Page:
Republican Blues

It was January 1912. The newly-formed Ministry of Education needed a national anthem for its new Republic. Letters were sent out to modernizing elites to start drafting suitably soul stirring texts.

A committee had read over three hundred submissions, but they were tossed out because they were not 'suitable.' It came down to the Republic's new boss Yuan Shikai to decide. He chose Song of the Green Clouds, 'green clouds' being a hallowed metaphor in Chinese for purity and loftiness. Choosing an anthem that would encapsulate the narrative of a new republic was not as easy as selecting the best stories of the nation or its best writers.

When Yuan Shikai died in June 1916 not before announcing that he would become the emperor in January, the country was run by warlord commanders and regional governors.

A number of national anthems circulated depending on who aspired to govern the nation. Yuan had chosen another anthem for the Republic in 1915 called China’s Strength and Power Strand Firm in the Cosmos. In this anthem, the epochal transformation from dynasty to republic is praised by none other than the mythical emperor Yao in the closing lines of the anthem.

Even the crumbling Qing Empire had its own anthem. In a diary entry dated September 28 1911, Yan Fu, one of China’s pre-eminent translators wrote that he was off to the 'Imperial Qing Guard Public Office to decide on a suitable anthem.' The anthem was called Strengthening the Golden Bowl, penned by Yan Fu, and music by Pu Dong, a military training officer with the Imperial Guard.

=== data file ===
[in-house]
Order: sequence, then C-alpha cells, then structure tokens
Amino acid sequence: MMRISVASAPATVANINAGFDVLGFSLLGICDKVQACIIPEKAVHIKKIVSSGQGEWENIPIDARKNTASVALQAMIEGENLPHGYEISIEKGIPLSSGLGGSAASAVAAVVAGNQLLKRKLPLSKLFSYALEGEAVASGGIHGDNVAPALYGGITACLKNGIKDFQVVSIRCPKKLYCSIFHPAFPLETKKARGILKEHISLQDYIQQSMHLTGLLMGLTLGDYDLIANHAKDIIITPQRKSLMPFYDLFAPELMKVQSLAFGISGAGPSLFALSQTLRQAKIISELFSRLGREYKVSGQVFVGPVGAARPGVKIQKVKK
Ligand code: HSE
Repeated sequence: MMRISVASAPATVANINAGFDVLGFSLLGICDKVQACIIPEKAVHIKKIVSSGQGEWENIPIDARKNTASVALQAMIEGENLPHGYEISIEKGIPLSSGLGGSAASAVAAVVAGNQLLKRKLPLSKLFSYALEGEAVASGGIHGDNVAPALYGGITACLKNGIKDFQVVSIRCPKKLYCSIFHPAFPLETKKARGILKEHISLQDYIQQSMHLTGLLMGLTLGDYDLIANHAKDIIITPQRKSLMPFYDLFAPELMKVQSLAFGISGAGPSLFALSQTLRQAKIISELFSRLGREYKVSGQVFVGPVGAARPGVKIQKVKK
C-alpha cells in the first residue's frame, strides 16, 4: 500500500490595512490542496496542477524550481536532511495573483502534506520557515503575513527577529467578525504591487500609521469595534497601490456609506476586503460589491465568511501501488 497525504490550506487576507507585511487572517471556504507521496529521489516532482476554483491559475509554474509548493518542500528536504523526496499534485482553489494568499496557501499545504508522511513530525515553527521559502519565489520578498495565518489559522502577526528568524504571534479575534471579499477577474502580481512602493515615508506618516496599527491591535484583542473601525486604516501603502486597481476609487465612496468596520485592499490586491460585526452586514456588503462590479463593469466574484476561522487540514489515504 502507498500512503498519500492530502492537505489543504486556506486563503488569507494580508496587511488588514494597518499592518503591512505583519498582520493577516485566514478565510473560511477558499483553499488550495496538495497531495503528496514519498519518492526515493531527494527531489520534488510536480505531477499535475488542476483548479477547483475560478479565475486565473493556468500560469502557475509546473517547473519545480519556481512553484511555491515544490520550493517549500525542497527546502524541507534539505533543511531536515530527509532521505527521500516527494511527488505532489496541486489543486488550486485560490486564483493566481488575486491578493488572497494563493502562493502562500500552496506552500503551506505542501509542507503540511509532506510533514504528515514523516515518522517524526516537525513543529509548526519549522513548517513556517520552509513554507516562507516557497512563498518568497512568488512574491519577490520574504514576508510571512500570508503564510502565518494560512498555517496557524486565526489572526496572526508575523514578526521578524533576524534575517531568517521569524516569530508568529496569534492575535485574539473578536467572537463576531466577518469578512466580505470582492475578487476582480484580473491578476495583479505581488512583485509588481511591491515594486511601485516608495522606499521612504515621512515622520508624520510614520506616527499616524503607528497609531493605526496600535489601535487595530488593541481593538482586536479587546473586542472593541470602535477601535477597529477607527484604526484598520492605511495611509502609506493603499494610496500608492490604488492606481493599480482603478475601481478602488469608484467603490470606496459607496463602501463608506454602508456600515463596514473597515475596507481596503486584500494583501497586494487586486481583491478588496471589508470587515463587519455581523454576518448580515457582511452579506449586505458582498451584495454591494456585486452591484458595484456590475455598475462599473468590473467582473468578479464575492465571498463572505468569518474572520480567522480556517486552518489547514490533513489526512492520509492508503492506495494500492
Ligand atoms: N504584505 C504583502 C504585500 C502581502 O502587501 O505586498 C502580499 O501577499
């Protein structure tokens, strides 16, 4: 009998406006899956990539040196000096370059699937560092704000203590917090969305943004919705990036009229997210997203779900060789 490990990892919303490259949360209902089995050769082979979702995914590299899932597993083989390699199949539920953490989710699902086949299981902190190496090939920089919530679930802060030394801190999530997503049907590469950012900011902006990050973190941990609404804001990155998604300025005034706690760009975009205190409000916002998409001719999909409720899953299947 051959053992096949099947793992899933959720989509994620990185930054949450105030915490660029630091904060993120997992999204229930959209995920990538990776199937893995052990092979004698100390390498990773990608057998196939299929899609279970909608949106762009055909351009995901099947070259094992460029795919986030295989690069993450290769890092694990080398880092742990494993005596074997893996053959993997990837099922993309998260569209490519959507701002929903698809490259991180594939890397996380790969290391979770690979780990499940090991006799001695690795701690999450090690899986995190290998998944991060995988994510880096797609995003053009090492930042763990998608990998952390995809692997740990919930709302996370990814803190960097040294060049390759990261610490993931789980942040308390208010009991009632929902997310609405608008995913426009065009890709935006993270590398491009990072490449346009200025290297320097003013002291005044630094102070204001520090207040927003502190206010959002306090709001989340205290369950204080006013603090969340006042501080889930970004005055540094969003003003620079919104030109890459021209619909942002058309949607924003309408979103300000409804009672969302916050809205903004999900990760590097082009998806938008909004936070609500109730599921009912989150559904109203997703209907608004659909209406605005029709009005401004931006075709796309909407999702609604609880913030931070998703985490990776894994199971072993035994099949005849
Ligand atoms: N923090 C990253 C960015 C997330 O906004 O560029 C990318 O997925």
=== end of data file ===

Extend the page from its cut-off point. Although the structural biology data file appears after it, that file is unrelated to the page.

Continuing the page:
The empire would need more than an anthem, however, to strengthen and unite the 'golden bowl.' Within two weeks of selecting the anthem, the Qing Empire, and China’s last imperial dynasty collapsed.

In setting a preexisting melody to a text, Yan and Pu adopted the models prescribed by the fashion of their time, but this compositional process went back much further, a practice that has its provenance in Chinese poetry. As early as the southern Song (1127-1279), it is recorded that poems were first chanted then set to a melodic line which became a song.

In May 1921, Sun Yat-sen and the Nationalist Government in Canton issued their own anthem. Three years later, delegates to the First National Party Congress unanimously endorsed another new anthem penned by Sun Yat-sen and composed by Cheng Maojun performed as part as a cadet ceremony at the Huangpu Military School June 16, 1924. The anthem remains the national anthem of the Republic of China, Taiwan.

Popular Posts